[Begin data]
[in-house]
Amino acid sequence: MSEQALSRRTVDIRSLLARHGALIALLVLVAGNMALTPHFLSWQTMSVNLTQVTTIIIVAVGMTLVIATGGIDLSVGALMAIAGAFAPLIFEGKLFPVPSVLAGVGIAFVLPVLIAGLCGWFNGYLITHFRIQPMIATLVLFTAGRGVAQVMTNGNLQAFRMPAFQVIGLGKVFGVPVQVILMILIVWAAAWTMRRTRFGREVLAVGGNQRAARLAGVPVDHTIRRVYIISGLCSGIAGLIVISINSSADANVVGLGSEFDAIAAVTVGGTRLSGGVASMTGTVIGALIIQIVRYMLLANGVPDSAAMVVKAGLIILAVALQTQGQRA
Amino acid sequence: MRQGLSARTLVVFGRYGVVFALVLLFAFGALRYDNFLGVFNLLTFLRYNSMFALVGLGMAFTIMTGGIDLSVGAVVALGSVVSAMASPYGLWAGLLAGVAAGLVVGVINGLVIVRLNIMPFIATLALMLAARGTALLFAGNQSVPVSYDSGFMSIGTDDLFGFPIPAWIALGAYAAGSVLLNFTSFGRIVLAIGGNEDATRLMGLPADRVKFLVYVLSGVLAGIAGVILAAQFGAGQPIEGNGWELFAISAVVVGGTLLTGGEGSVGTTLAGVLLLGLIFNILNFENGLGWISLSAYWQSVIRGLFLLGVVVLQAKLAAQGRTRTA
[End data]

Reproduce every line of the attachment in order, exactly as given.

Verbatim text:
[in-house]
Amino acid sequence: MSEQALSRRTVDIRSLLARHGALIALLVLVAGNMALTPHFLSWQTMSVNLTQVTTIIIVAVGMTLVIATGGIDLSVGALMAIAGAFAPLIFEGKLFPVPSVLAGVGIAFVLPVLIAGLCGWFNGYLITHFRIQPMIATLVLFTAGRGVAQVMTNGNLQAFRMPAFQVIGLGKVFGVPVQVILMILIVWAAAWTMRRTRFGREVLAVGGNQRAARLAGVPVDHTIRRVYIISGLCSGIAGLIVISINSSADANVVGLGSEFDAIAAVTVGGTRLSGGVASMTGTVIGALIIQIVRYMLLANGVPDSAAMVVKAGLIILAVALQTQGQRA
Amino acid sequence: MRQGLSARTLVVFGRYGVVFALVLLFAFGALRYDNFLGVFNLLTFLRYNSMFALVGLGMAFTIMTGGIDLSVGAVVALGSVVSAMASPYGLWAGLLAGVAAGLVVGVINGLVIVRLNIMPFIATLALMLAARGTALLFAGNQSVPVSYDSGFMSIGTDDLFGFPIPAWIALGAYAAGSVLLNFTSFGRIVLAIGGNEDATRLMGLPADRVKFLVYVLSGVLAGIAGVILAAQFGAGQPIEGNGWELFAISAVVVGGTLLTGGEGSVGTTLAGVLLLGLIFNILNFENGLGWISLSAYWQSVIRGLFLLGVVVLQAKLAAQGRTRTA